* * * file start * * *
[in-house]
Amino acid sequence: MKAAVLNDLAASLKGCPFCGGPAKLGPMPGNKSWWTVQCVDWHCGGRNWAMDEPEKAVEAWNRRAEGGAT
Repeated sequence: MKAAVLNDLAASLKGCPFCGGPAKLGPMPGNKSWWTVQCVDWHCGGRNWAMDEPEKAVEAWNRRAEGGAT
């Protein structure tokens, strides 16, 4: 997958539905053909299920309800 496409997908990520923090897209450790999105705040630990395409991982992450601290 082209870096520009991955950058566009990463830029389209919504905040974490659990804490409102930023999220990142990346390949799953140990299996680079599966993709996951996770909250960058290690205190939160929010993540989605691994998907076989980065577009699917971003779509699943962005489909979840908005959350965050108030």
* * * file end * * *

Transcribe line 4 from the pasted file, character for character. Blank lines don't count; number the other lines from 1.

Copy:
């Protein structure tokens, strides 16, 4: 997958539905053909299920309800 496409997908990520923090897209450790999105705040630990395409991982992450601290 082209870096520009991955950058566009990463830029389209919504905040974490659990804490409102930023999220990142990346390949799953140990299996680079599966993709996951996770909250960058290690205190939160929010993540989605691994998907076989980065577009699917971003779509699943962005489909979840908005959350965050108030």